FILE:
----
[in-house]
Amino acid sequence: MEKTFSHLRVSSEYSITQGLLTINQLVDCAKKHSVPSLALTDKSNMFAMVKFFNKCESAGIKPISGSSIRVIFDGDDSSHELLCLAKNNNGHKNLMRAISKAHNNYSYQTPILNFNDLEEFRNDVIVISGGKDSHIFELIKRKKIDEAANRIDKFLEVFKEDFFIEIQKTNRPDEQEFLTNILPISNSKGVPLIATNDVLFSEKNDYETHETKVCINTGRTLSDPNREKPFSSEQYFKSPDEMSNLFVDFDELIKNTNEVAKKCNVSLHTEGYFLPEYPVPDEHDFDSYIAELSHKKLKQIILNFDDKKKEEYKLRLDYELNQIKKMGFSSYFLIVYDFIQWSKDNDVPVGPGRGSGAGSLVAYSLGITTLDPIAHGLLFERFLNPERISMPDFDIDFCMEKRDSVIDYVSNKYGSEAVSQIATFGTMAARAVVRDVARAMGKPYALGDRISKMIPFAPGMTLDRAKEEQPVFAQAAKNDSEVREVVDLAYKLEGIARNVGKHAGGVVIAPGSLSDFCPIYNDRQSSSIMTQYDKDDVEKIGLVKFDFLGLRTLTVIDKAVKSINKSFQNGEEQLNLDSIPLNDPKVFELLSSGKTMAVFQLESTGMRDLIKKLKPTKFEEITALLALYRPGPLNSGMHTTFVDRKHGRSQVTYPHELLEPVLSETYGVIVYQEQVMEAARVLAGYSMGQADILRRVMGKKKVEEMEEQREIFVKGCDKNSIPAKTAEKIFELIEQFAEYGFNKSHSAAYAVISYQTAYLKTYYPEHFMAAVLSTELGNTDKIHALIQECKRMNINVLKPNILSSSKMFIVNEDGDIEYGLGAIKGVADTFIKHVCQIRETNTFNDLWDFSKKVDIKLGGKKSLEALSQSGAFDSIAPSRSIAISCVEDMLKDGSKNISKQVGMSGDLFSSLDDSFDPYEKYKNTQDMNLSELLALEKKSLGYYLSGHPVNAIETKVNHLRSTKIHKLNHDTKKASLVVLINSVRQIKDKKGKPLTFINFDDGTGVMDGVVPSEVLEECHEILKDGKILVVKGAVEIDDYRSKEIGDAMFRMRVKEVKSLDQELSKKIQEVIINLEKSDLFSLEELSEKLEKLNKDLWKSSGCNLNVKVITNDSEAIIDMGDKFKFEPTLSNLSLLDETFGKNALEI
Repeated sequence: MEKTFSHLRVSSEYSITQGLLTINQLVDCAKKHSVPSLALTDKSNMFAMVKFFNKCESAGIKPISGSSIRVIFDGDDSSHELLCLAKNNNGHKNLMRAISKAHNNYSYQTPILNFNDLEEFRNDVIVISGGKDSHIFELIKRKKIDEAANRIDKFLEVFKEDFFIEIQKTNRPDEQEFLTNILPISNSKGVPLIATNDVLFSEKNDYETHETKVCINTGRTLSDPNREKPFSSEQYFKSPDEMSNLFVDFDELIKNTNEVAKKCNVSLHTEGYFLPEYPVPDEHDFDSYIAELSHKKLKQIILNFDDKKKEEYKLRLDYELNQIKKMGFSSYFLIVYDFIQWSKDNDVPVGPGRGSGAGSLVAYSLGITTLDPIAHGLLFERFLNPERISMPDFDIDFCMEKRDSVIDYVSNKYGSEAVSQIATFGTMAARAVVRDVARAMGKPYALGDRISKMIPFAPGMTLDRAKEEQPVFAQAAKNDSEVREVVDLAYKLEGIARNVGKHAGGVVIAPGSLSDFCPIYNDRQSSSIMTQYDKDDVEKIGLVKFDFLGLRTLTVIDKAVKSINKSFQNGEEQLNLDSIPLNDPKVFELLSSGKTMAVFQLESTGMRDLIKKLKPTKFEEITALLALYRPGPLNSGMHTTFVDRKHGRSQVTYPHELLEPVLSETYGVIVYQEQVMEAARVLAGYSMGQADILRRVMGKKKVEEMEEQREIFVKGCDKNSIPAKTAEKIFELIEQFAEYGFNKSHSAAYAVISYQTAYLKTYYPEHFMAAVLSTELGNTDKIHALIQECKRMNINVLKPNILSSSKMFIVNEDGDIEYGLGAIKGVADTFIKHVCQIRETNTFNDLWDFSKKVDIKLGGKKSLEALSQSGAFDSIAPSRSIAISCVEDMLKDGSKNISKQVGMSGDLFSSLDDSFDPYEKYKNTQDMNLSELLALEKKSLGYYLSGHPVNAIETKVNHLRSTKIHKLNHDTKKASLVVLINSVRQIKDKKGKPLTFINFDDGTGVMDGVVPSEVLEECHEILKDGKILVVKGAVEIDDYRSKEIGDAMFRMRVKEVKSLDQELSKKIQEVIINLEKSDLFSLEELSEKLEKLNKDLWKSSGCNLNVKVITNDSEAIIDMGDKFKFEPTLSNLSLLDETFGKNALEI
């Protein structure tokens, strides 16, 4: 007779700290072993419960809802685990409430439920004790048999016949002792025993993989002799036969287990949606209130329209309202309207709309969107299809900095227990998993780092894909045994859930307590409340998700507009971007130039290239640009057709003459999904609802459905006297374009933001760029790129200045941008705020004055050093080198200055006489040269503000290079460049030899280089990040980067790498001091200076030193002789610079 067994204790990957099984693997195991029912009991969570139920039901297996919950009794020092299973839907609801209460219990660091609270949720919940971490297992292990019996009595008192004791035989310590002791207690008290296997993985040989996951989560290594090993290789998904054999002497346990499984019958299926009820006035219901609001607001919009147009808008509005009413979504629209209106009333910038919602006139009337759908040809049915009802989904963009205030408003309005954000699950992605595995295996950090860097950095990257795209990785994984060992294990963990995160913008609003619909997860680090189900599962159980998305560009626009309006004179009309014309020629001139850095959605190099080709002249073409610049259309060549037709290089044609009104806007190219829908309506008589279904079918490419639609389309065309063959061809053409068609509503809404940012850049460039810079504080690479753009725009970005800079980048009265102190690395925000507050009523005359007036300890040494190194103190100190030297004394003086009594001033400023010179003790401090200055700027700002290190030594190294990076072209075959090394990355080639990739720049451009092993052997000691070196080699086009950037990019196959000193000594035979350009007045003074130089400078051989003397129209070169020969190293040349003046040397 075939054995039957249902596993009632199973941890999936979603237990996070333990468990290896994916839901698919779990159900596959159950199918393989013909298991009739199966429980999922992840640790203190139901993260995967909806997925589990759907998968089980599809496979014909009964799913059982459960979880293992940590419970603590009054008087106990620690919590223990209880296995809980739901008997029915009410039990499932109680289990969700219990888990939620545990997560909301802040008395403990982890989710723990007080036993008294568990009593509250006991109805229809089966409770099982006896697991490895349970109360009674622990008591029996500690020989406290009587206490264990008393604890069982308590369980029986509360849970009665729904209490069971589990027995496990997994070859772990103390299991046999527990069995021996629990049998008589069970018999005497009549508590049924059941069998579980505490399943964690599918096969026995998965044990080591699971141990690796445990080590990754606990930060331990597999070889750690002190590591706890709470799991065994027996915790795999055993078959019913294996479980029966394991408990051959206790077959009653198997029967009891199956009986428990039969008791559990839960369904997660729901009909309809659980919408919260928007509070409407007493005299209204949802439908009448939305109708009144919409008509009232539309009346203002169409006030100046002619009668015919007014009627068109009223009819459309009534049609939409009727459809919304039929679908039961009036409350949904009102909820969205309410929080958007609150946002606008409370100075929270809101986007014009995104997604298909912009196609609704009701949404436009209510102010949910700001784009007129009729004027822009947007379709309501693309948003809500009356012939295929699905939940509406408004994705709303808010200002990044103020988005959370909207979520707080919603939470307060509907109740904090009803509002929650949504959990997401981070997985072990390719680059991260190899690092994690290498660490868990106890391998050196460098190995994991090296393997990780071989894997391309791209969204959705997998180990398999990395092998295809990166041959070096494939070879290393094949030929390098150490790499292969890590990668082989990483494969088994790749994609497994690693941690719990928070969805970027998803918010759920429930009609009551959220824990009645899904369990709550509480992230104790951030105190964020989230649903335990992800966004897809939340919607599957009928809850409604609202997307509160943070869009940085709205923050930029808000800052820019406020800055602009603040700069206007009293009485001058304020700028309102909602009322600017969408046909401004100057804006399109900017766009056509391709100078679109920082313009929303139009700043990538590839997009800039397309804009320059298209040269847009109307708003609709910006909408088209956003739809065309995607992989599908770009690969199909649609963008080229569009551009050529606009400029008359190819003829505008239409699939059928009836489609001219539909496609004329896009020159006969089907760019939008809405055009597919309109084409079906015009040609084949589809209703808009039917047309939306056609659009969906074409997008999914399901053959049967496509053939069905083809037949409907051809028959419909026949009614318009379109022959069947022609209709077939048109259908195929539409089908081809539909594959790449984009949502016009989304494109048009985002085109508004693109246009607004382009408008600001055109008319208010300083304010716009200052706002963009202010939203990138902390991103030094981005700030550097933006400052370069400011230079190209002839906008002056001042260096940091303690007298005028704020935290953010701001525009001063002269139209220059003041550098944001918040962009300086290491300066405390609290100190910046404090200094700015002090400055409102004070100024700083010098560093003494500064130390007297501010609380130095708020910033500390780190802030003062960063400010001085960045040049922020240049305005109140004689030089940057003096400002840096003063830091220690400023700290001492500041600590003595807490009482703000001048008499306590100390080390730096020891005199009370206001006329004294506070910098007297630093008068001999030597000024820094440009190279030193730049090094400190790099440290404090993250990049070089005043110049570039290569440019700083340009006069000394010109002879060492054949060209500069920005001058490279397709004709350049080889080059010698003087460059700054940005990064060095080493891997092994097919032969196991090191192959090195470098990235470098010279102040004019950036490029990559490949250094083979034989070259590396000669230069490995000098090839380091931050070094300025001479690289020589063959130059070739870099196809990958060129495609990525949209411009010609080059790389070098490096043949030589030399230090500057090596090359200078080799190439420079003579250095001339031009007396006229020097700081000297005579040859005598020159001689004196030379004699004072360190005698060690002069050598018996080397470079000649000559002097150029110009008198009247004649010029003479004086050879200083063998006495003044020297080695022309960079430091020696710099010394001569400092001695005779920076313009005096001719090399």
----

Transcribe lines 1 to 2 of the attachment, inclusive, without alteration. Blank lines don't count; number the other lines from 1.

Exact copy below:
[in-house]
Amino acid sequence: MEKTFSHLRVSSEYSITQGLLTINQLVDCAKKHSVPSLALTDKSNMFAMVKFFNKCESAGIKPISGSSIRVIFDGDDSSHELLCLAKNNNGHKNLMRAISKAHNNYSYQTPILNFNDLEEFRNDVIVISGGKDSHIFELIKRKKIDEAANRIDKFLEVFKEDFFIEIQKTNRPDEQEFLTNILPISNSKGVPLIATNDVLFSEKNDYETHETKVCINTGRTLSDPNREKPFSSEQYFKSPDEMSNLFVDFDELIKNTNEVAKKCNVSLHTEGYFLPEYPVPDEHDFDSYIAELSHKKLKQIILNFDDKKKEEYKLRLDYELNQIKKMGFSSYFLIVYDFIQWSKDNDVPVGPGRGSGAGSLVAYSLGITTLDPIAHGLLFERFLNPERISMPDFDIDFCMEKRDSVIDYVSNKYGSEAVSQIATFGTMAARAVVRDVARAMGKPYALGDRISKMIPFAPGMTLDRAKEEQPVFAQAAKNDSEVREVVDLAYKLEGIARNVGKHAGGVVIAPGSLSDFCPIYNDRQSSSIMTQYDKDDVEKIGLVKFDFLGLRTLTVIDKAVKSINKSFQNGEEQLNLDSIPLNDPKVFELLSSGKTMAVFQLESTGMRDLIKKLKPTKFEEITALLALYRPGPLNSGMHTTFVDRKHGRSQVTYPHELLEPVLSETYGVIVYQEQVMEAARVLAGYSMGQADILRRVMGKKKVEEMEEQREIFVKGCDKNSIPAKTAEKIFELIEQFAEYGFNKSHSAAYAVISYQTAYLKTYYPEHFMAAVLSTELGNTDKIHALIQECKRMNINVLKPNILSSSKMFIVNEDGDIEYGLGAIKGVADTFIKHVCQIRETNTFNDLWDFSKKVDIKLGGKKSLEALSQSGAFDSIAPSRSIAISCVEDMLKDGSKNISKQVGMSGDLFSSLDDSFDPYEKYKNTQDMNLSELLALEKKSLGYYLSGHPVNAIETKVNHLRSTKIHKLNHDTKKASLVVLINSVRQIKDKKGKPLTFINFDDGTGVMDGVVPSEVLEECHEILKDGKILVVKGAVEIDDYRSKEIGDAMFRMRVKEVKSLDQELSKKIQEVIINLEKSDLFSLEELSEKLEKLNKDLWKSSGCNLNVKVITNDSEAIIDMGDKFKFEPTLSNLSLLDETFGKNALEI